At New Jersey Audubon we keep our finger on the pulse of migration through our long-term migration watches, coordinated by our Cape May Bird Observatory. These watch sites are places you can visit to actively see bird migrating during the spring and fall. Our watches are staffed with NJ Audubon counters that log each and every bird they spot migrating through in real-time, and seasonal naturalist interns there to help explain the phenomena of migration as well as to help get you on and identify the birds! The daily counts can also be viewed online via our website.
We hope you enjoy your visit and please feel free to ask our naturalist interns your pressing questions.
Check the individual watches for real-time counts and seasonal data
Choose a Watch to visit
Avalon is a seabird watcher’s dream come true. Situated where the tip of Avalon extends a mile farther out into the ocean than the coastline to the north, southbound seabirds that are following this coastline pass very close to the beachfront. Here you can combine excellent views with staggering totals; in a normal year over 700,000 waterbirds pass by the Avalon Seawatch and in a good year that number tops 1 million!
Active 9/22 to 12/22
Cape May Hawkwatch
In geographic terms, Cape May is a peninsula, an extension of the New Jersey coastal plain bordered to the west by Delaware Bay and to the east by the Atlantic Ocean. This makes Cape May an ideal natural funnel, catching and directing southbound birds to the peninsula’s terminus at Cape May Point. Our Cape May Bird Observatory has been conducting this hawkwatch each fall since 1976, and each fall tens of thousands of visitors spend time watching tens of thousands of raptors stream over in southbound migration! Whether it’s Broad-winged Hawks and Ospreys in September, Peregrine Falcons and Merlins in October, or Golden Eagles and Red-shouldered Hawks in November, you’ll want to be there to see it all!
Active 9/1 – 11/30
Nestled atop a 500-foot basalt ledge, on a ridge known as the First Watchung Mountain in Montclair, New Jersey, is a well constructed, stone-filled platform that is the site of the Montclair Hawkwatch Lookout. The second oldest hawkwatch in North America, and one of the few that operate in both spring and fall, Montclair offers amazing sights of raptors passing through, along with songbirds and monarch butterflies – all set against an unobstructed view of NYC.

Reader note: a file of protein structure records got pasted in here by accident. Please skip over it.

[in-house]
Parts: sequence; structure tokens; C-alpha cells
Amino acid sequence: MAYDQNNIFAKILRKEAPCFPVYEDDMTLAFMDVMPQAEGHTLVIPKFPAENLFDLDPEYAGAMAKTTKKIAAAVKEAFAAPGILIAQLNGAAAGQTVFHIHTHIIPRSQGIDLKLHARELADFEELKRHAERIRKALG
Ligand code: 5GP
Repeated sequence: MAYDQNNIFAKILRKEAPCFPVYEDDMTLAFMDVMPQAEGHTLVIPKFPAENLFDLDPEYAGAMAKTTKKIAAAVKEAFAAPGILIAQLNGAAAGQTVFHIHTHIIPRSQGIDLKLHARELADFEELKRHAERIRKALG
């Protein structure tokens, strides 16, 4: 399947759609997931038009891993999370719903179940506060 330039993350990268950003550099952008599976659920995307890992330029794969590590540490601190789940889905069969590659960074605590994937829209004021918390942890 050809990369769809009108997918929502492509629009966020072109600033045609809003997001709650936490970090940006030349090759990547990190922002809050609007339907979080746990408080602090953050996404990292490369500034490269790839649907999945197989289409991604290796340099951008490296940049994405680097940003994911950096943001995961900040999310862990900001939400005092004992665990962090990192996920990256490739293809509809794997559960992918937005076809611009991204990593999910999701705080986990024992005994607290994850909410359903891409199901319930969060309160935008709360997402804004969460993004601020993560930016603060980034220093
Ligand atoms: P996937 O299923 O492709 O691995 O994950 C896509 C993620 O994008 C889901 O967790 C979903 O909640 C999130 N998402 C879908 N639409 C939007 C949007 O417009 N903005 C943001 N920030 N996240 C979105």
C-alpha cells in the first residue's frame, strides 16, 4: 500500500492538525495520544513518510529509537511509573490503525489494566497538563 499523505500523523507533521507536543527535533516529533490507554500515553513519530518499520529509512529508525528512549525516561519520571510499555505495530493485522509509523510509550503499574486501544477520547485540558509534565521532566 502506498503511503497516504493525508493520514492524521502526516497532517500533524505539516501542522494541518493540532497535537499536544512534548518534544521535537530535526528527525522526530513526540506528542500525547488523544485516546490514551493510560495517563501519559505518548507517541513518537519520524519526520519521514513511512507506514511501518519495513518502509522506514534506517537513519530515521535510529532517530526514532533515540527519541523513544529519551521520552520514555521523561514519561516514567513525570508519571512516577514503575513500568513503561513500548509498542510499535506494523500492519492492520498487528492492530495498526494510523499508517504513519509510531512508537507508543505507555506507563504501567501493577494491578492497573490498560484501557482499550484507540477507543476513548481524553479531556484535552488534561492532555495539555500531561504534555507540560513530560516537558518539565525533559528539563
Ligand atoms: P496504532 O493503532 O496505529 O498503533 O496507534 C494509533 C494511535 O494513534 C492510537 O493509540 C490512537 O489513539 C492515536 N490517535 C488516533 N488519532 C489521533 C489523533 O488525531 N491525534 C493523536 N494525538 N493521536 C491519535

Active 3/16 – 5/15 & 9/1 – 11/30
Many songbirds, particularly warblers, are nocturnal migrants. However, in certain coastal areas such as Cape May, thousands of songbirds make brief migratory flights just after sunrise, as they head back up the Delaware Bayshore. On any given day between August 1st and early November, especially after the overnight passage of a cold front, you can bet there will be a great show at the Morning Flight Songbird count site in the Higbee Beach Wildlife Management Area!
Active 8/1 – 11/15
The geographic features that make Cape May Point a beautiful location (an extensive peninsula surrounded by the ocean and a large bay) also provide a mix of bird migration flyways and stopover habitat in spring – truly a crossroads of migration unlike any other on the East Coast – from scoters and other seabirds feeding in the Delaware Bay or following the coast to breeding grounds to songbirds, shorebirds, raptors and others on a more direct northward path to the Point after crossing the open bay. The Cape May Springwatch, NJ Audubon Cape May Bird Observatory’s newest long-term seasonal research project, is positioned perfectly to capture the diversity and quantity of this bird migration phenomenon, involving over 100 species and 100,000+ individuals.
March 1st until last day in May